William Fenner, B. D.—This excellent puritan was born in the year 1600, and educated in Pembroke-hall, Cambridge; but took his degree in divinity at Oxford. He entered upon his stated ministerial exercise at Sedglcy in Staffordshire, where the Lord greatly blessed his labours. The parish is very large and populous; and, previous to his settlement, was a very heathenish place; but by his holy life and faithful preaching, during the period of four years, many persons were turned to righteousness. Being at length forced away, most probably on account of his nonconformity; and being succeeded by a weak' vicar, ignorance and profaneness again returned.t
Mr. Fenner naturally cared for souls; therefore, besides paying the necessary attention to the people of his own particular charge, he took much delight in preaching the gospel from place to place. He was much resorted to as a casuist,J and highly esteemed and admired by some of the nobility, particularly the Earl of Warwick, who became his great friend and patron. In the year 1629, he presented him to the rectory of Rochford in Essex.^ In this , situation he continued the rest of his days, and his life and labours reflected much honour on the grace of God. He
* Baker's MS. Collec. vol. zvii. p. 106.
t Calamy't Coutin. vol. ii. p. I77.
1 Granger's Biog. Hist. vol. ii. p. 182.
i Neweourt's Rrpert. JSccl. Voi. ii. p. 497.
did not entertain his hearers with dry disputes about unprofitable rites and ceremonies, but fed them with the sincere milk of the word.* The Oxford historian says, " he was much admired and followed by the puritanical party." One Mr. Fenner, a puritan minister, was apprehended by Archbishop Laud, and cast into prison, where he remained many years; but he does not appear to be the same person.t Mr. Fenner died about 1640, aged forty years. Mr. Edmund Calamy, one of the ejected nonconformists in 1662, was his successor.} The writings of this pious divine discover much acquaintance with religion in all its parts; and his manner is plain, zealous, and alarming.*.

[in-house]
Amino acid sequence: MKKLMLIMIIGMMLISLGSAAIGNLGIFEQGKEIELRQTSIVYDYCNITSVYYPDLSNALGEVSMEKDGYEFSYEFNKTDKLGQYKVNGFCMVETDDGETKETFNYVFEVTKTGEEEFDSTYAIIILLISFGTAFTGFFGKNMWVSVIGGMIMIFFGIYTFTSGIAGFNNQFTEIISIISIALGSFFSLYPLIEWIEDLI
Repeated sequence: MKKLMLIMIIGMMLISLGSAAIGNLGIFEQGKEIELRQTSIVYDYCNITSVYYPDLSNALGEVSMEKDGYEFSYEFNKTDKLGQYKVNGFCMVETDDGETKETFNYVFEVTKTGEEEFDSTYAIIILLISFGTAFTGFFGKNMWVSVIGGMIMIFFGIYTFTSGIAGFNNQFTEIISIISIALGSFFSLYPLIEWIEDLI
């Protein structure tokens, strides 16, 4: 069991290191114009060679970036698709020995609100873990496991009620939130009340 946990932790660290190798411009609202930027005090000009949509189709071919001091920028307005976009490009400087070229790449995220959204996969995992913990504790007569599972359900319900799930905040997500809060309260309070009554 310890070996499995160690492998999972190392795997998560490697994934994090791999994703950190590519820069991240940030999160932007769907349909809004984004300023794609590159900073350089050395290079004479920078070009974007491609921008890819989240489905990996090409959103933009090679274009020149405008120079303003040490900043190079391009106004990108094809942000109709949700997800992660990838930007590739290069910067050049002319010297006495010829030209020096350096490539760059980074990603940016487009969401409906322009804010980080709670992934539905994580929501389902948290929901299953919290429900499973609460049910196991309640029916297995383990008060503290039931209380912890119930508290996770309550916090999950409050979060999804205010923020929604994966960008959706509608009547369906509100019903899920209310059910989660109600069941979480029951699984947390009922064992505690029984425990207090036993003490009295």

His Works.—1. The Riches of Grace, 1641.—2. A Treatise of A Sections, 1642.—3. Christ's Alarm to Drowsy Sinners, 1650.— 4. Practical Divinity, 1660.—5. Divine Message to the Elect Soul, 1651.—6. Of wilful Impcnitency, 1651.—7. Of Conscience, 1651.— 8. Hidden Manna, 1652.—And some others.